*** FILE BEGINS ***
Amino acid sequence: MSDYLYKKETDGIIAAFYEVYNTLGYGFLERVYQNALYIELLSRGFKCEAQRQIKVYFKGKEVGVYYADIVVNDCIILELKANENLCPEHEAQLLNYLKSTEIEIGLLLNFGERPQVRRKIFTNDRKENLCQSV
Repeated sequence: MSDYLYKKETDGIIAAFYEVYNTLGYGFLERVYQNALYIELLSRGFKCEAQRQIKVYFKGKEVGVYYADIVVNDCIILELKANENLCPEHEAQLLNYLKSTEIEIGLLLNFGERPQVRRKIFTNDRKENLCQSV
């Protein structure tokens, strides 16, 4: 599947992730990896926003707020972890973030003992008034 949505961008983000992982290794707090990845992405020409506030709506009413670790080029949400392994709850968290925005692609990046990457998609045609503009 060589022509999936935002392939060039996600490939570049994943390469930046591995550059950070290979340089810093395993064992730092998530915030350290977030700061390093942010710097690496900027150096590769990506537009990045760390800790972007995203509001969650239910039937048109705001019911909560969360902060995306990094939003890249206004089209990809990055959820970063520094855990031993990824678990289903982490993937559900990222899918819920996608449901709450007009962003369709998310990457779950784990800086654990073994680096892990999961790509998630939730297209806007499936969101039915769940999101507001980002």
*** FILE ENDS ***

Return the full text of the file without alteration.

Amino acid sequence: MSDYLYKKETDGIIAAFYEVYNTLGYGFLERVYQNALYIELLSRGFKCEAQRQIKVYFKGKEVGVYYADIVVNDCIILELKANENLCPEHEAQLLNYLKSTEIEIGLLLNFGERPQVRRKIFTNDRKENLCQSV
Repeated sequence: MSDYLYKKETDGIIAAFYEVYNTLGYGFLERVYQNALYIELLSRGFKCEAQRQIKVYFKGKEVGVYYADIVVNDCIILELKANENLCPEHEAQLLNYLKSTEIEIGLLLNFGERPQVRRKIFTNDRKENLCQSV
């Protein structure tokens, strides 16, 4: 599947992730990896926003707020972890973030003992008034 949505961008983000992982290794707090990845992405020409506030709506009413670790080029949400392994709850968290925005692609990046990457998609045609503009 060589022509999936935002392939060039996600490939570049994943390469930046591995550059950070290979340089810093395993064992730092998530915030350290977030700061390093942010710097690496900027150096590769990506537009990045760390800790972007995203509001969650239910039937048109705001019911909560969360902060995306990094939003890249206004089209990809990055959820970063520094855990031993990824678990289903982490993937559900990222899918819920996608449901709450007009962003369709998310990457779950784990800086654990073994680096892990999961790509998630939730297209806007499936969101039915769940999101507001980002």